The vampire squid's eight arms are connected with a webbing of skin, which makes it look more like an octopus than a squid. When threatened, the squid can draw its arms up over itself and form a defensive web that covers its body. Each of the eight arms is lined with a single row of suction cups and rows of soft, fleshy spines known as cirri. It is these spines, along with the cape-like webbing and red eyes that give the vampire squid its unusual name.

Vampire squid are found throughout the deep oceans of the world in most tropical and temperate regions at depths of between 300 feet and 3,000 feet. They live in the oxygen minimum layer of the ocean where virtually no light reaches. Vampire Squids tend to prefer a temperature between 35 and 43 degrees Fahrenheit.

The vampire squid's body is covered with light-producing organs called photophores. This gives the squid the unique ability to "turn itself on or off" at will through a chemical process known as bioluminescence. Thankfully, the Vampire Squid is not endangered nor is it a threat to human life.

Types of Oceanographers and Their Instruments

There are many different types of oceanographers, including Biological, Chemical, Physical, Geological, Geophysical, and Oceanographic Engineers.

Biological Oceanographers study living organisms in the ocean including plant (flora), animals (fauna), and environmental aspects of life in the ocean. Similarly, Biological Oceanographers' work also includes, but is not limited to, developing ecologically sound methods of harvesting seafood and studying biological responses to pollution. Instruments Biological Oceanographers use, but are not limited to, include the plankton net, which are nets with a bottle at the end of the net to help concentrate plankton and other organisms to make it easier to study them under a microscope, which is also an instruments Biological Oceanographers use.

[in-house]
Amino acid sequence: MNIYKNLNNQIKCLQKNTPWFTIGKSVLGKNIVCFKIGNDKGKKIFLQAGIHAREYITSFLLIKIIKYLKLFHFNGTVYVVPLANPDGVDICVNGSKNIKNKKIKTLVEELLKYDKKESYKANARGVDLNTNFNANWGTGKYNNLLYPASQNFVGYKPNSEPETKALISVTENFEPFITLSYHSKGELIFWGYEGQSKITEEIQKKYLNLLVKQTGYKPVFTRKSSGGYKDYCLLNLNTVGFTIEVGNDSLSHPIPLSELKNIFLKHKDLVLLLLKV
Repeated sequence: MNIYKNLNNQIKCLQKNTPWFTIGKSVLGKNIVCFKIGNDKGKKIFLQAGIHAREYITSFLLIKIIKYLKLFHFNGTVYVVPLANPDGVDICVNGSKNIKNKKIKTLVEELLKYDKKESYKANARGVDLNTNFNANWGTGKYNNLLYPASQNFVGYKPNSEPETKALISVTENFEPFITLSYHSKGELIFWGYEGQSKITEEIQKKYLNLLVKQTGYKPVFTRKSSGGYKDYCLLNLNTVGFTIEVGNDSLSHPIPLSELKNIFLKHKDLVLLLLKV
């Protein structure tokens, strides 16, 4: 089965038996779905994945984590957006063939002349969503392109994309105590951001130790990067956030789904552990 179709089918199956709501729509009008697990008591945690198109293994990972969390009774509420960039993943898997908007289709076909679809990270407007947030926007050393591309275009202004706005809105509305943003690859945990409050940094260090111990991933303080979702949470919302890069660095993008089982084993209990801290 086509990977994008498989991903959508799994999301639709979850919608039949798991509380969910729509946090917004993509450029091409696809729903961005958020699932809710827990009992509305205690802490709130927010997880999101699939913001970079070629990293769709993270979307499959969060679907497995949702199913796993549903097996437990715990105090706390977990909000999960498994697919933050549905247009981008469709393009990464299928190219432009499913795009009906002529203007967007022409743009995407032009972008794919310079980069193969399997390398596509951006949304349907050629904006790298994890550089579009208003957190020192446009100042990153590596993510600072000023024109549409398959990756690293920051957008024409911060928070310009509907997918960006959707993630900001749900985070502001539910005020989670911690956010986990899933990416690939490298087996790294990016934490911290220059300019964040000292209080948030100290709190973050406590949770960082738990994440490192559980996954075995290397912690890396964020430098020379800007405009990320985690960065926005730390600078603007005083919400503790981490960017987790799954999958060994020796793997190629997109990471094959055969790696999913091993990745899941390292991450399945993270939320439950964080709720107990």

Plankton Net Microscope

Chemical Oceanographers study the chemical composition of water, the chemical reactions that occur both in the ocean and the sea floor, and the temperature of the water. Also, their work includes the analysis of seawater components, desalination of seawater, and studying the effects of pollutants. Chemical Oceanographers often work together with Biological Oceanographers on studies of living systems. Instruments used include thermometers, CTD, and Nansen Bottle. The CTD fills with water to sample the chemical components. The Nansen Bottle is similar to the CTD in that it also fills with water to be sampled.
CTD Nansen Bottle

Physical Oceanographers study the winds, waves, tides, and the affect on the ocean, the changes and motions of sea water, hurricanes, tsunamis, etc. Similarly, Physical Oceanographers also study the ocean-atmosphere relationship that influences weather and climate, the transmission of light and sound through water, and the ocean’s interactions with its boundaries at the sea floor and the coast Instruments include drifter, FLIP, which stands for Floating Instrument Platform, and current meters. FLIP is a ship that is shaped like a baseball bat and is 355 feet long. Each compartment of the elongated structure fill with water, causing the ship to become vertical, thus enabling it to be able to study the ocean's waves without being as influenced by waves as much as traditional ships are.